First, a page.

Article | Published:

A new hypothesis of dinosaur relationships and early dinosaur evolution

Nature volume 543, pages 501506 (23 March 2017) | Download Citation


For 130 years, dinosaurs have been divided into two distinct clades—Ornithischia and Saurischia. Here we present a hypothesis for the phylogenetic relationships of the major dinosaurian groups that challenges the current consensus concerning early dinosaur evolution and highlights problematic aspects of current cladistic definitions. Our study has found a sister-group relationship between Ornithischia and Theropoda (united in the new clade Ornithoscelida), with Sauropodomorpha and Herrerasauridae (as the redefined Saurischia) forming its monophyletic outgroup. This new tree topology requires redefinition and rediagnosis of Dinosauria and the subsidiary dinosaurian clades. In addition, it forces re-evaluations of early dinosaur cladogenesis and character evolution, suggests that hypercarnivory was acquired independently in herrerasaurids and theropods, and offers an explanation for many of the anatomical features previously regarded as notable convergences between theropods and early ornithischians.

  • Subscribe to Nature for full access:



Additional access options:

Already a subscriber?  Log in  now or  Register  for online access.


  1. 1.

    et al. Ecologically distinct dinosaurian sister group shows early diversification of Ornithodira. Nature 464, 95–98 (2010)

  2. 2.

    A new early dinosaur (Saurischia: Sauropodomorpha) from the Late Triassic of Argentina: a reassessment of dinosaur origin and phylogeny. J. Syst. Palaeontol. 8, 371–425 (2010)

  3. 3.

    On the classification of the fossil animals commonly named Dinosauria. Proc. R. Soc. Lond. 43, 165–171 (1887)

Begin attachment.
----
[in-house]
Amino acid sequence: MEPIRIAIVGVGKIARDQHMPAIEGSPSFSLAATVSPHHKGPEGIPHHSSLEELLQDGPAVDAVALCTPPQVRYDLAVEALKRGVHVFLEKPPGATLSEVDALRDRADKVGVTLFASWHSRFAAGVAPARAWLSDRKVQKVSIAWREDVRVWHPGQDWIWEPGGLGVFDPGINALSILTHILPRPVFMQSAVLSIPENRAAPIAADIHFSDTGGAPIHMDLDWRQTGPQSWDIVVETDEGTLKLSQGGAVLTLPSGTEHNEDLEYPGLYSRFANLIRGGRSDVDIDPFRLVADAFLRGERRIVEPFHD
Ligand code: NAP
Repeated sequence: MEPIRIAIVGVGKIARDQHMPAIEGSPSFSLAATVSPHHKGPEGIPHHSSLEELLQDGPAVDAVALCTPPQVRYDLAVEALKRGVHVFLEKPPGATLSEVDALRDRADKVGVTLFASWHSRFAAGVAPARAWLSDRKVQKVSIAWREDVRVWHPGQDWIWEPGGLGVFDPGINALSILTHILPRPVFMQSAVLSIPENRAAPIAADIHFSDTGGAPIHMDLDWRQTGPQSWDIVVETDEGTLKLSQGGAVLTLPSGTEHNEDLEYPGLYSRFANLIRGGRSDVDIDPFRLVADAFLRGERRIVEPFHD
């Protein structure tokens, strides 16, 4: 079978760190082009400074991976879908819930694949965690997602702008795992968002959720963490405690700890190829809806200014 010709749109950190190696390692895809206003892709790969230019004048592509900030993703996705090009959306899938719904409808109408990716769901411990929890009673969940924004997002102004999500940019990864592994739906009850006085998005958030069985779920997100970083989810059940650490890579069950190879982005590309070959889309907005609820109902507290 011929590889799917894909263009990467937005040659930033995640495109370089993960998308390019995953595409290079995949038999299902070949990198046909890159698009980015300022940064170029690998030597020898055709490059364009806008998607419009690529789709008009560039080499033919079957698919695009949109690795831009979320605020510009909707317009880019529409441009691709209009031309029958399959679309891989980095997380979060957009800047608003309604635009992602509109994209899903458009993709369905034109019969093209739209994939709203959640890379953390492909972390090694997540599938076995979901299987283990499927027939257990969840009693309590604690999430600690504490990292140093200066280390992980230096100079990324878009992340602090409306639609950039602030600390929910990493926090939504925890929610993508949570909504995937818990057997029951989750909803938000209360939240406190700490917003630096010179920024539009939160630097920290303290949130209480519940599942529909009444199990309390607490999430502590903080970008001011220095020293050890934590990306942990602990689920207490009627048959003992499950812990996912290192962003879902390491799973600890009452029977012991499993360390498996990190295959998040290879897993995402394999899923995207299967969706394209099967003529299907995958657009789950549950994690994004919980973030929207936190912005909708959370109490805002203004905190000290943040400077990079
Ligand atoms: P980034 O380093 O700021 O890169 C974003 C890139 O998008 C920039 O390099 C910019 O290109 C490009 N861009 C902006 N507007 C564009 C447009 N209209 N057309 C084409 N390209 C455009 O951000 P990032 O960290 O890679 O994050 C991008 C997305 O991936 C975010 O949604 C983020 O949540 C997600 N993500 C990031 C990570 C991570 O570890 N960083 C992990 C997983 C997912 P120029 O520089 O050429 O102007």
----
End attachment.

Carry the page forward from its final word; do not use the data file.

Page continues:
4. 4.

    Osteology of the Reptiles. (Univ. Chicago Press, 1956)

  5. 5.

    , & On the origin of the sauropods and the classification of the Saurischia. Proc. Linnean Soc. Lond. 176, 197–221 (1965)

  6. 6.

    & Dinosaur monophyly and a new class of vertebrates. Nature 248, 168–172 (1974)

  7. 7.

    In The Origin of Birds and the Evolution of Flight (ed. ) Ch. 8, 1–55 (Memoir California Academy of Science, 1986)

  8. 8.

    A new species of the primitive dinosaur Thecodontosaurus (Saurischia: Sauropodomorpha) and its implications for the systematics of early dinosaurs. J. Syst. Palaeontol. 1, 1–42 (2003)

  9. 9.

    & Early dinosaurs: a phylogenetic study. J. Syst. Palaeontol. 4, 309–358 (2006)

  10. 10.

    Solving a dinosaurian puzzle: the identity of Aliwalia rex Galton. Hist. Biol. 19, 93–123 (2007)

  11. 11.

    et al. A complete skeleton of a Late Triassic saurischian and the early evolution of dinosaurs. Science 326, 1530–1533 (2009)

  12. 12.

    , , & A late-surviving basal theropod dinosaur from the latest Triassic of North America. Proc. R. Soc. B 278, 3459–3464 (2011)

  13. 13.

    The early evolution of archosaurs: relationships and the origin of major clades. Bulletin of the American Museum of Natural History 352 (2011)

  14. 14.

    The problem of dinosaur origins: integrating three approaches to the rise of Dinosauria. Earth Environ. Sci. Trans. R. Soc. Edinburgh 103, 423–442 (2013)

  15. 15.

    Notes on the postcranial anatomy of the heterodontosaurid dinosaur Heterodontosaurus tucki, a basal ornithischian from the Lower Jurassic of South Africa. Rev. Paleobiol. 33, 97–141 (2014)

  16. 16.

    , , , & The Lower Jurassic ornithischian dinosaur Heterodontosaurus tucki Crompton & Charig, 1962: cranial anatomy, functional morphology, taxonomy, and relationships. Zool. J. Linn. Soc. 163, 182–276 (2011)

  17. 17.

    , & TNT, a free program for phylogenetic analysis. Cladistics 24, 774–786 (2008)

  18. 18.

    On the classification of the Dinosauria with observations on the Dinosauria of the Trias. Q. J. Geol. Soc. 26, 32–51 (1870)

  19. 19.

    , & A new early Late Triassic saurischian dinosaur from Rio Grande do Sol state, Brazil. Proc. 2nd Gondwanan Dinosaur Symposium, 15, 89–109 (National Science Museum Monographs, 1999)

  20. 20.

    The pelvic and hind limb anatomy of the stem-sauropodomorph Saturnalia tupiniquim (Late Triassic, Brazil). PaleoBios 23, 1–30 (2003)

  21. 21.

    et al. New stem-sauropodomorph (Dinosauria, Saurischia) from the Triassic of Brazil. Naturwissenschaften 98, 1035–1040 (2011)

  22. 22.

    , & Osteology of Eoraptor lunensis (Dinosauria, Sauropodomorpha). J. Vert. Paleontol. Memoir 12, 83–179 (2013)

  23. 23.